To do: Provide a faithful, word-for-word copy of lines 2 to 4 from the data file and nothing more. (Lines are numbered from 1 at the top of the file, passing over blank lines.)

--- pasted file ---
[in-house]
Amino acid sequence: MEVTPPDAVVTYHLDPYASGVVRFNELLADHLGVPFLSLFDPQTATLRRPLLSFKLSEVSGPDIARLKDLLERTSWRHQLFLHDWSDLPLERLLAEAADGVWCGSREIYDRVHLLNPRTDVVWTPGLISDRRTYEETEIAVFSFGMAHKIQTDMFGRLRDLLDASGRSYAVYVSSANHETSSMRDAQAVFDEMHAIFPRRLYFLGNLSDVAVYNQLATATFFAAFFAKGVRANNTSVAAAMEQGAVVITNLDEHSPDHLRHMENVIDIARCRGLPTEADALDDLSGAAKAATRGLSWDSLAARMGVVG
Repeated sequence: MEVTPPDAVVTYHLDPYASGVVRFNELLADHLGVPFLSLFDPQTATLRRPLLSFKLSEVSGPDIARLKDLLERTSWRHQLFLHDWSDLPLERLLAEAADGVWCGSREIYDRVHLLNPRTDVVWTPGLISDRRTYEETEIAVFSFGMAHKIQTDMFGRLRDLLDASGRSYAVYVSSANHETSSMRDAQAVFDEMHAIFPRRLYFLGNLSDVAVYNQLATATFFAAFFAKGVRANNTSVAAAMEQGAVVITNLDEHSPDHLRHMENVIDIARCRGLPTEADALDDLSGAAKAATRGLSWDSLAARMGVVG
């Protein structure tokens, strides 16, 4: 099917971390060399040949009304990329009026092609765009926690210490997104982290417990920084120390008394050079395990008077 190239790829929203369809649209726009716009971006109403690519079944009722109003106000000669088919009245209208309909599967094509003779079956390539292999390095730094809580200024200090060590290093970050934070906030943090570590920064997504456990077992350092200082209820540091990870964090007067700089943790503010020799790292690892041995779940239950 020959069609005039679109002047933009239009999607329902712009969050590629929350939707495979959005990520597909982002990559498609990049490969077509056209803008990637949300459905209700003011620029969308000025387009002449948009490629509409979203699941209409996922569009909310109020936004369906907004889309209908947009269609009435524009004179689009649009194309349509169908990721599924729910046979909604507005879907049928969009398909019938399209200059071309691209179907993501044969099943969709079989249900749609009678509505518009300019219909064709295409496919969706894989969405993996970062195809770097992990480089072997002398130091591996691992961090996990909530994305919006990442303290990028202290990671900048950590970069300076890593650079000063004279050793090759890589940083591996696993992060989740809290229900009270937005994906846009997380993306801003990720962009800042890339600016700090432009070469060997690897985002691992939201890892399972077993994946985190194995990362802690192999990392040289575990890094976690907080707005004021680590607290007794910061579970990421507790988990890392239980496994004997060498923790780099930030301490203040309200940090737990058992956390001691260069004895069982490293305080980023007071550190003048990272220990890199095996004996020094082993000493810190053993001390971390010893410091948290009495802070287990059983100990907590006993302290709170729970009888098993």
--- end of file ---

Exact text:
Amino acid sequence: MEVTPPDAVVTYHLDPYASGVVRFNELLADHLGVPFLSLFDPQTATLRRPLLSFKLSEVSGPDIARLKDLLERTSWRHQLFLHDWSDLPLERLLAEAADGVWCGSREIYDRVHLLNPRTDVVWTPGLISDRRTYEETEIAVFSFGMAHKIQTDMFGRLRDLLDASGRSYAVYVSSANHETSSMRDAQAVFDEMHAIFPRRLYFLGNLSDVAVYNQLATATFFAAFFAKGVRANNTSVAAAMEQGAVVITNLDEHSPDHLRHMENVIDIARCRGLPTEADALDDLSGAAKAATRGLSWDSLAARMGVVG
Repeated sequence: MEVTPPDAVVTYHLDPYASGVVRFNELLADHLGVPFLSLFDPQTATLRRPLLSFKLSEVSGPDIARLKDLLERTSWRHQLFLHDWSDLPLERLLAEAADGVWCGSREIYDRVHLLNPRTDVVWTPGLISDRRTYEETEIAVFSFGMAHKIQTDMFGRLRDLLDASGRSYAVYVSSANHETSSMRDAQAVFDEMHAIFPRRLYFLGNLSDVAVYNQLATATFFAAFFAKGVRANNTSVAAAMEQGAVVITNLDEHSPDHLRHMENVIDIARCRGLPTEADALDDLSGAAKAATRGLSWDSLAARMGVVG
């Protein structure tokens, strides 16, 4: 099917971390060399040949009304990329009026092609765009926690210490997104982290417990920084120390008394050079395990008077 190239790829929203369809649209726009716009971006109403690519079944009722109003106000000669088919009245209208309909599967094509003779079956390539292999390095730094809580200024200090060590290093970050934070906030943090570590920064997504456990077992350092200082209820540091990870964090007067700089943790503010020799790292690892041995779940239950 020959069609005039679109002047933009239009999607329902712009969050590629929350939707495979959005990520597909982002990559498609990049490969077509056209803008990637949300459905209700003011620029969308000025387009002449948009490629509409979203699941209409996922569009909310109020936004369906907004889309209908947009269609009435524009004179689009649009194309349509169908990721599924729910046979909604507005879907049928969009398909019938399209200059071309691209179907993501044969099943969709079989249900749609009678509505518009300019219909064709295409496919969706894989969405993996970062195809770097992990480089072997002398130091591996691992961090996990909530994305919006990442303290990028202290990671900048950590970069300076890593650079000063004279050793090759890589940083591996696993992060989740809290229900009270937005994906846009997380993306801003990720962009800042890339600016700090432009070469060997690897985002691992939201890892399972077993994946985190194995990362802690192999990392040289575990890094976690907080707005004021680590607290007794910061579970990421507790988990890392239980496994004997060498923790780099930030301490203040309200940090737990058992956390001691260069004895069982490293305080980023007071550190003048990272220990890199095996004996020094082993000493810190053993001390971390010893410091948290009495802070287990059983100990907590006993302290709170729970009888098993």